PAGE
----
Released Out now


Change (Single)

Hanne Fjeldstad

Safe & Sound Recordings

After an impressive start with the first in a series of four singles last year with ‘Make A Call’, Norwegian singer-songwriter Hanne Fjeldstad returns with song number two, ‘Change’. The new single sees Fjeldsatd partnering Kenneth Ishak once more, who guides the production as well as filling in the drum, piano, bass and guitar parts when required. With her inspirations stemming from Lykke Li to John Lennon and drawing on the genres of predominantly folk and Americana, Fjeldstad conjures up a sound from the past but makes it thoroughly contemporary. Part of this modern sheen lends itself to an indie sound, and one thinks of other Scandinavian contemporaries Anna Ternheim, Ane Brun and American-Norwegian Karen Jo Fields, with all having blended indie with folk and country music to great effect. With ‘Change’ being something desired by Fjeldstad and all that she got in return, it certainly makes for a fine exchange. By containing a fuller and more confident sound, largely carried by Fjeldstad’s extremely compelling vocal and expert musicianship, ‘Change’ has a sometimes lively edge to its rhythm, and one that receives a stinging response nearing its end via the guitar. Keep the wheels rolling as Hanne Fjeldstad’s creative momentum is gaining serious pace with latest single ‘Change’.

Released Out now




Karsten Records

Slipping under the radar at FLW, and therefore being a late discovery, is the album ‘Blinded’ by Norwegians, Ask. Assembled together with the softest of touches and built around the vocals of Andrea Ettestøl and Simen Lyngroth,  ‘Blinded’ often produces a sound that is pared back and probably best described as indie folk with a few splashes of pop influences here and there. Overall, such an approach works wonders as ‘Wintersong’ illustrates via its acoustic and electric guitars and female – male vocal exchanges, which gradually lead the song to a dramatic conclusion. From such an impressive opening, Ask refrain from repeating the same moves by adding the complex ‘Deny’ to the menu; a song full of varying shades of detail but managing to sound effortless in places as well as finding the time to add a bit of brass instrumentation, which is a very nice touch indeed. ‘Everybody Knows Your Name’ sees Simen Lyngroth take up the initial baton before linking up with Andrea Ettestøl  to deliver a fine combined effort, and one that is accompanied by a brushed feel to the instrumentation that trips along wistfully. The acoustic folk of ‘You And Me’ is full of intimate moments, and then followed by the eccentric tone of ‘Medium Street’ wonderfully portrayed by a fascinating narrative involving life choices or lack of them. ‘Blinded’ is full of such details that can weigh heavy at times just as easily as they can sound light and fleeting on other occasions. It’s honest and it’s real and it’s packed with creative endeavour, Ask is definitely on to something good via their album ‘Blinded’.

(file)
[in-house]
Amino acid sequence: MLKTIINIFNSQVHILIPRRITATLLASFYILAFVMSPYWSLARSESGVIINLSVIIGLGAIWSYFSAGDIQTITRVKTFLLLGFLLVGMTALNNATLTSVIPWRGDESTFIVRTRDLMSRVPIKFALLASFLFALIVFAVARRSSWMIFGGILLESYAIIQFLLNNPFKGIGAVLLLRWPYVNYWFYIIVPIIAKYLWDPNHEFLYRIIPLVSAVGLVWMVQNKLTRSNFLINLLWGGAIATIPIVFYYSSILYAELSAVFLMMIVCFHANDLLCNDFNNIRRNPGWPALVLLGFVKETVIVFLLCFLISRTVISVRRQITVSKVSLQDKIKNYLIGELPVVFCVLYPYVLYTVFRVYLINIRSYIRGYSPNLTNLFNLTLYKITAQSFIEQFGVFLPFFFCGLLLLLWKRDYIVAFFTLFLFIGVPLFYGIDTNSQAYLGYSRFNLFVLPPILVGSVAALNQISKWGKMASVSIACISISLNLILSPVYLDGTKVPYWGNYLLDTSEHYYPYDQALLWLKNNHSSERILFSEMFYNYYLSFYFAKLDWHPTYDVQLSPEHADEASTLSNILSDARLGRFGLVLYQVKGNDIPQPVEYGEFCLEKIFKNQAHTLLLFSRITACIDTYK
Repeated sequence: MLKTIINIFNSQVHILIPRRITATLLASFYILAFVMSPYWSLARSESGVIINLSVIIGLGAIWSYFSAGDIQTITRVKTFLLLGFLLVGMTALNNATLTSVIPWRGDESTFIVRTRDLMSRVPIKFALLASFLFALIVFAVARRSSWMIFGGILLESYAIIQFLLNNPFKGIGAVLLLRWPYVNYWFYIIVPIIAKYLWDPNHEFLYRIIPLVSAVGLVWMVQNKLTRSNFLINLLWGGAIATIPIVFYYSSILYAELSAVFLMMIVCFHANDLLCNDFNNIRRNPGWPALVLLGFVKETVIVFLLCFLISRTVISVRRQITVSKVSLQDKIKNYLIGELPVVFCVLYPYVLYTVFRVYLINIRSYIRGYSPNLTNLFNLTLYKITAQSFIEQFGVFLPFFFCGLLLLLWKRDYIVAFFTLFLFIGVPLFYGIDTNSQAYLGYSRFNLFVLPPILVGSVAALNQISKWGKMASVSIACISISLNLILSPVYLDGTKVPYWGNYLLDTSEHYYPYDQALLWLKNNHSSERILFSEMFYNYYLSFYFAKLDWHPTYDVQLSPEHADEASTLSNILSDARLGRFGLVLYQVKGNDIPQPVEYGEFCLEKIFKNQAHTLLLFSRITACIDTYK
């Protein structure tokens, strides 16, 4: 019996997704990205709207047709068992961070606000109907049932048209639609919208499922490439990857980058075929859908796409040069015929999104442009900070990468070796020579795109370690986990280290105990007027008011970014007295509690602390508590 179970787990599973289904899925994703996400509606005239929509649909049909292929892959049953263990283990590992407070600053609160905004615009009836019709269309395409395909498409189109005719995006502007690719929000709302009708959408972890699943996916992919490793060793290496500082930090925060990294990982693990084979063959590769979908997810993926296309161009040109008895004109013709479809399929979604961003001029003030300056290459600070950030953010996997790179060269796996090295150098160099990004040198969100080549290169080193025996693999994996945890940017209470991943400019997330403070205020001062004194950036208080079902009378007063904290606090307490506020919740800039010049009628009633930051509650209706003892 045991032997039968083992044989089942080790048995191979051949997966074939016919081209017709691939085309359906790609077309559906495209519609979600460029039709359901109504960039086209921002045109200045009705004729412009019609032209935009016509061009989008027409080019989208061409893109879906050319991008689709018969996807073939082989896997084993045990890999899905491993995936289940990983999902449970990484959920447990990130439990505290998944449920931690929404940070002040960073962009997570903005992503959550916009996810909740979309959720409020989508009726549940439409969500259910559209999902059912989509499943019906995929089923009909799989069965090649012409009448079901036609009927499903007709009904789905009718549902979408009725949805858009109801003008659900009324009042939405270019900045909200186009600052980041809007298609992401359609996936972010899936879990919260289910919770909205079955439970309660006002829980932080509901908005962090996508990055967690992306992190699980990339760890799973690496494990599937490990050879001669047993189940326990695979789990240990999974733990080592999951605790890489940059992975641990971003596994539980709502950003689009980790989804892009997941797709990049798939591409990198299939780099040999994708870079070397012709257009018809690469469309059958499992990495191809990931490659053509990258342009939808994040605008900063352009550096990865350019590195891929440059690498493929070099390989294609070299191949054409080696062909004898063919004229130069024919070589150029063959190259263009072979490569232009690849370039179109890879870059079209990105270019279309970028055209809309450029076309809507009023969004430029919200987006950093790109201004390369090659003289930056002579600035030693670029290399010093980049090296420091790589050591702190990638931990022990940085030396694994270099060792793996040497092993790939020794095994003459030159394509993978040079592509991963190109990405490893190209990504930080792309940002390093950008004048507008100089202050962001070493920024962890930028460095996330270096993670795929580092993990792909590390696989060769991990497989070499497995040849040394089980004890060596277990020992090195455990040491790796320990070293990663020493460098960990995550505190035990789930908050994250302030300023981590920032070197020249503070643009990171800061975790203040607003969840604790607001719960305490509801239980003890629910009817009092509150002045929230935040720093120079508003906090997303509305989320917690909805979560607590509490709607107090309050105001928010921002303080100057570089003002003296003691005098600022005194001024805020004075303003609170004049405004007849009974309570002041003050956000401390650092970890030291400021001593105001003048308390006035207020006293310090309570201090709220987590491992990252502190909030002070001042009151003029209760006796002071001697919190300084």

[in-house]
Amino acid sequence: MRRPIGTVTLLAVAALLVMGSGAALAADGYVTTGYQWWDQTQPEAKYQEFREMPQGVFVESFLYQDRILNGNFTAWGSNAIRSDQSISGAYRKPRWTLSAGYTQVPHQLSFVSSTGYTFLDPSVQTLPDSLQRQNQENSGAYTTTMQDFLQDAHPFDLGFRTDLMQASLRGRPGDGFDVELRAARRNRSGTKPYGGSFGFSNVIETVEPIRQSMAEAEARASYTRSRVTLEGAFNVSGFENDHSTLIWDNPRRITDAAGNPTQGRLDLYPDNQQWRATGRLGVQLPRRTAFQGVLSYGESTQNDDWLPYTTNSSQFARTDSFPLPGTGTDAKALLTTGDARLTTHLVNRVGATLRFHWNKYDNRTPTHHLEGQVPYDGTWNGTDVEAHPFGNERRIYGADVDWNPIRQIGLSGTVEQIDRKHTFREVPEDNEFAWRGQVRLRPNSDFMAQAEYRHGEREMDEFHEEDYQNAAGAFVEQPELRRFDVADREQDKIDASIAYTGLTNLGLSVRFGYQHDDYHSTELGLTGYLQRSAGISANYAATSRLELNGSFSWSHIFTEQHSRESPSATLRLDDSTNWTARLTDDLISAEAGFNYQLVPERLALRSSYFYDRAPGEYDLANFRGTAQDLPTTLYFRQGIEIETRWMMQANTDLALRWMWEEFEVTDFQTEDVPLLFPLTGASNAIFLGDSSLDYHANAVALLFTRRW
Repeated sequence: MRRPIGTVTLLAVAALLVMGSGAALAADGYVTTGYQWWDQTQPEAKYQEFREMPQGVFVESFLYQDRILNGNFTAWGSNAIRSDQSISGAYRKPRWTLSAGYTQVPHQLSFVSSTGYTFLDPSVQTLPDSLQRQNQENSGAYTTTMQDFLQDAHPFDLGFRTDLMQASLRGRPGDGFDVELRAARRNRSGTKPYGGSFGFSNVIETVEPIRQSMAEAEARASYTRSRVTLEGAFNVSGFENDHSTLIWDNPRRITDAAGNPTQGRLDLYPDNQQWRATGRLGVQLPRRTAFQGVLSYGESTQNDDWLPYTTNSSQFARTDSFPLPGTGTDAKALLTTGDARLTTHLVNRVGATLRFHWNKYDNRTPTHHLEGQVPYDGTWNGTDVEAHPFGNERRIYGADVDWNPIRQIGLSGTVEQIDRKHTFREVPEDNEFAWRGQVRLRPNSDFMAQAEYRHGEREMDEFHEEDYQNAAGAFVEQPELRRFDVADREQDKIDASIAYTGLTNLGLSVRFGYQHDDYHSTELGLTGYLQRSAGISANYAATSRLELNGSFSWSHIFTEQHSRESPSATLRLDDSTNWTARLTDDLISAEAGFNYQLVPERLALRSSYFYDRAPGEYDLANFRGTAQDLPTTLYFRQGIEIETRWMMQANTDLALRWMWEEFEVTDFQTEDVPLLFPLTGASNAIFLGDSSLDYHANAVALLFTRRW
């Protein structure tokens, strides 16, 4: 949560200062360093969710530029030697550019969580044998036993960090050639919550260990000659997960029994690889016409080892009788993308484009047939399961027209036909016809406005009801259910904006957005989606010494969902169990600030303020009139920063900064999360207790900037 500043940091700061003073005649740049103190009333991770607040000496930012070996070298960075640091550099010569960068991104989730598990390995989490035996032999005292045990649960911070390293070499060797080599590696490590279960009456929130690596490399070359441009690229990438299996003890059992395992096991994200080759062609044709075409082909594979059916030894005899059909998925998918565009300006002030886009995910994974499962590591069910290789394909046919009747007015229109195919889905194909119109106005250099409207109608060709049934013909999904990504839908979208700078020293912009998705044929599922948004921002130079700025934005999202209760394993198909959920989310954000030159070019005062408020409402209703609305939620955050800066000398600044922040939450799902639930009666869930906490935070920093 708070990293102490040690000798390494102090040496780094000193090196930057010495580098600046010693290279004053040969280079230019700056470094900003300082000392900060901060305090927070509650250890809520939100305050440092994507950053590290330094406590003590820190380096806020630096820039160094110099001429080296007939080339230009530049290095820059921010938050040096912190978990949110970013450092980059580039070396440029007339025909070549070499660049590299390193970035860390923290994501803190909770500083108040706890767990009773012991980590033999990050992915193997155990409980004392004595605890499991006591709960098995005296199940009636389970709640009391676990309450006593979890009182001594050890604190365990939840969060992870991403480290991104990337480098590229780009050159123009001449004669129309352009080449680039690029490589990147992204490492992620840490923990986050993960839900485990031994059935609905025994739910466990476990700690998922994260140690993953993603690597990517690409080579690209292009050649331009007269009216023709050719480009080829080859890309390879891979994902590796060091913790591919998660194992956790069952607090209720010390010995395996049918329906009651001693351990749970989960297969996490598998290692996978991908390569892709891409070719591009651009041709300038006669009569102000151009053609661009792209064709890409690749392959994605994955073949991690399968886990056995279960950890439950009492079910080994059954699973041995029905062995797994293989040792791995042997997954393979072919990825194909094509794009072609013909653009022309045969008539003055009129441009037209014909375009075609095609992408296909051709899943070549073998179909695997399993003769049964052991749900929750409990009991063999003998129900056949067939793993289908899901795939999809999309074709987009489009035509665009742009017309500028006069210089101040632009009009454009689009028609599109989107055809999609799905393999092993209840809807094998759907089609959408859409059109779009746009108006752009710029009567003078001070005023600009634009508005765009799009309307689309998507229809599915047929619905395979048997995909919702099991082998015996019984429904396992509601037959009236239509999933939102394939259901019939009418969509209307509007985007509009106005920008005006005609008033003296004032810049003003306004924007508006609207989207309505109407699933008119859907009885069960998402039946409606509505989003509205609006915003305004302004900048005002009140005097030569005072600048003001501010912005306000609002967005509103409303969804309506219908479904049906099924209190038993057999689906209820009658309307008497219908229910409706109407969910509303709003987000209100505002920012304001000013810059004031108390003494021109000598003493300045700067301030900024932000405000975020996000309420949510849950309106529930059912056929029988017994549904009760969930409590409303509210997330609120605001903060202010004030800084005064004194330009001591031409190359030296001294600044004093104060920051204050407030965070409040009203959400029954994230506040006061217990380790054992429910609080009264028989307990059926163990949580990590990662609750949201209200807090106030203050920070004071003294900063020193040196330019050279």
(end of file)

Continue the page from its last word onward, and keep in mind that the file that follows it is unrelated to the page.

Released Out now




Strangers Candy

“We’ve got to reach for the stars” is something a few of us aspire to. Francis is no exception from this notion, judging by the contents of such numbers as ‘Bridges’. Overall, there is a feeling that the band’s bridges have been (slightly) burnt considering the undercurrent of melancholy of this particular track, in addition to being faint in the vocals of Petra Mases, who possesses a languid feel to her voice yet never fails to capture the sentiments of the majority of the songs here. In fact, it really is a thing of beauty, and brings to mind 80s indie eccentrics Colourbox for example. There are bright edges to some of the offerings to be heard on ‘Marathon’, with neat flicks and chimes of the guitars during such songs as ‘Horses’ and ‘Howl’. The album’s lead track, ‘Marathon’, is pensive in its approach yet short in duration. The proceeding ‘Turning A Hand’ follows a similar approach and possesses some lovely moments via the guitars and vocals once more, where rays of sunlight shine from the guitars that was distinctively Cocteau Twins back in the day. The contemplative tone continues with the sublime, ‘Set Easy’ that picks away at the song’s narrative via the vocals and guitars and noticeable drum pattern. Patience may be required from some quarters experiencing ‘Marathon’ for the first time, considering the often brooding nature of the majority of its contents, but for those willing to remain the distance you will be greatly rewarded.